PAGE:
A magnificent performance
Colombo’s US$ 4.8 billion stock exchange may be small by the
standards of the developed world, but it has been one of the best
performing bourses in the world. The Colombo Stock Exchange (CSE) has
witnessed ups and downs over the years, but investors have basically
kept faith in the stock market itself and in the macro economy.
Now comes the good news that stocks have been rising for nearly 12
days in a row. This is the longest such run in almost four years. The
main reason for this bullish sentiment is very clear: The Government is
very close to totally defeating the LTTE and ending the 30-year-old
conflict in the North.
Investors have high expectations that peace would follow in due
course and with it, an environment more conducive to business.
A peaceful environment will be a catalyst for greater expansion of
investment activities not just in the stock market but also in a variety
of other sectors. Investors, especially those from overseas, are
reluctant to invest in a climate of instability and uncertainty.
An end to terrorism and the consequent dawn of peace will bring
stability to the market, dispelling any fears entertained by investors.
Yesterday’s announcement that the Government has ended major combat
operations using heavy weapons and combat aircraft, signalling an end to
the conflict, is likely to augment the CSE’s trading volumes further.
Certain steps taken by the Central Bank have also helped the upward
momentum at the CSE. The steep fall in benchmark interest rates is a
case in point.
We hope to see more encouraging steps from the Central Bank which
will boost investors’ faith in the economy.
Just last week, the Colombo All Share Index rose 1.8 percent to
1,810, completing the longest winning streak since the 15 days that
ended May 11, 2005.
Bluechip stocks gained significant ground while almost all others
In fact, the All Share Index of 241 companies traded on the Colombo
Stock Exchange had 134 stocks advancing. Bluechips such as John Keells,
NDB Bank and Commercial Bank led the rally, but others were not far
Another significant development is that the market capitalization or
the ‘wealth’ of the Colombo Stock Exchange has increased to Rs. 602.2
billion to date from Rs. 513 billion in January. This tremendous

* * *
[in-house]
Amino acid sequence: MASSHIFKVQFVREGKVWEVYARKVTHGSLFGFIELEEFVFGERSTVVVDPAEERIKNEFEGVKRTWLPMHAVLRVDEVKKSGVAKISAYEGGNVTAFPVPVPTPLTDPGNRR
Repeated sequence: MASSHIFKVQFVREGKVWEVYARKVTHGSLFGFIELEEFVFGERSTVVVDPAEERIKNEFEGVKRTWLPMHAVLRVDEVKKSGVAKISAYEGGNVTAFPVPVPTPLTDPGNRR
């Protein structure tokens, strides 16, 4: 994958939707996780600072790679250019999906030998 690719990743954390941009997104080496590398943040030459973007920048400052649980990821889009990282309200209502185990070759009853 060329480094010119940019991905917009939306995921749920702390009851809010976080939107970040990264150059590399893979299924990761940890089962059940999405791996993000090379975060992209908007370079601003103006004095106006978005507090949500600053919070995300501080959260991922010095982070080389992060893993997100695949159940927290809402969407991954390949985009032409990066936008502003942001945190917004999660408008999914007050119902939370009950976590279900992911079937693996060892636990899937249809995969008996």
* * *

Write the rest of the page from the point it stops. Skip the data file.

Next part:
achievement should be viewed as a positive response by the investor
community to the Government’s efforts to restore peace.
Most brokers and investors now view the CSE as the best available
option to invest in. This should also reinforce the overall confidence
in the wider economy.
Most investors and individuals now opt to buy stocks instead of
saving funds in banks, which is another sign of their confidence in the
CSE. More companies are considering going public in this context and
that can boost the market further. New developments, including
amendments to the CSE Act are expected to facilitate their entry to the
We are told that the Colombo Stock Exchange (CSE) is exploring the
possibility of setting up a Clearing Corporation to minimize risks and
guarantee settlement of funds in all stock market transactions.
This too is a step in the right direction. A similar system is
already in operation in India. Such a step is likely to increase volumes
in the market. This quick method will complete the transactions on the
same day and will also help introduce various instruments including
derivatives and stock futures to the market, adding value to the CSE’s
The CSE still faces the challenge of taking its message and products
to the wider population. To this end, it has opened branches in key
outstation cities, but there is still a perception that it is only for
the elite society in Colombo. The CSE should strive to change this
picture to attract more individual investors and capital.
The CSE’s performance and the resilience of the economy in general
should be commended in the light of the world’s economic meltdown, which
has affected both developed and developing countries. In this regard,
the CSE has defied conventional odds to emerge as one of the best
performing bourses in the region.
Although some foreign investors did dispose of their shares in
bluechip companies as a result of the financial crisis, this has
apparently not affected the CSE’s overall health. However, the CSE
should keep an eye on the worldwide recession to mitigate any harmful
Now the onus is on the CSE as well as other bodies such as the Board
of Investment to keep the momentum and attract more investors to the
country.With peace on the horizon after almost 30 years, this is an
opportunity that should not be missed.